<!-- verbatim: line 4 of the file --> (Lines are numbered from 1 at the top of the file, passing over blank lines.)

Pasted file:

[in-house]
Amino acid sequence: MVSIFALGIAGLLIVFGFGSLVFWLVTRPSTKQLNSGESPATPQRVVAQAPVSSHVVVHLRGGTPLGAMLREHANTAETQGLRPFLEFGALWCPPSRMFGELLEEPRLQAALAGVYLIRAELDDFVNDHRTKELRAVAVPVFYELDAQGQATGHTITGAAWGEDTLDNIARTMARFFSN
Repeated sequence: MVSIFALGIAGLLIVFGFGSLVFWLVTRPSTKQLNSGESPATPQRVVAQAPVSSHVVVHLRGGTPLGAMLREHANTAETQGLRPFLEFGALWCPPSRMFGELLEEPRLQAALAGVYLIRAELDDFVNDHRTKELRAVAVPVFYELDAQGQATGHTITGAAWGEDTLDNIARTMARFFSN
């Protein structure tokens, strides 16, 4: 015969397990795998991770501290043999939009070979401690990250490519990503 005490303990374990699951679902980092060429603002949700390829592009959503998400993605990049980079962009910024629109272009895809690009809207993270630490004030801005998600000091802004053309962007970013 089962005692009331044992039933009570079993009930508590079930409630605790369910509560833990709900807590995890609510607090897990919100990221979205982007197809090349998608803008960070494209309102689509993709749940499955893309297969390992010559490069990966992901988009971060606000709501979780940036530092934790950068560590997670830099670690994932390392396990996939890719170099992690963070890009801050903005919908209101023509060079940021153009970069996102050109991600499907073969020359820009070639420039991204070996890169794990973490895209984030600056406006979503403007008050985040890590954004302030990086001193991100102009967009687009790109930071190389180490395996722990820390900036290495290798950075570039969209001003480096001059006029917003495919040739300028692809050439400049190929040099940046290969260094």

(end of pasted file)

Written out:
């Protein structure tokens, strides 16, 4: 015969397990795998991770501290043999939009070979401690990250490519990503 005490303990374990699951679902980092060429603002949700390829592009959503998400993605990049980079962009910024629109272009895809690009809207993270630490004030801005998600000091802004053309962007970013 089962005692009331044992039933009570079993009930508590079930409630605790369910509560833990709900807590995890609510607090897990919100990221979205982007197809090349998608803008960070494209309102689509993709749940499955893309297969390992010559490069990966992901988009971060606000709501979780940036530092934790950068560590997670830099670690994932390392396990996939890719170099992690963070890009801050903005919908209101023509060079940021153009970069996102050109991600499907073969020359820009070639420039991204070996890169794990973490895209984030600056406006979503403007008050985040890590954004302030990086001193991100102009967009687009790109930071190389180490395996722990820390900036290495290798950075570039969209001003480096001059006029917003495919040739300028692809050439400049190929040099940046290969260094």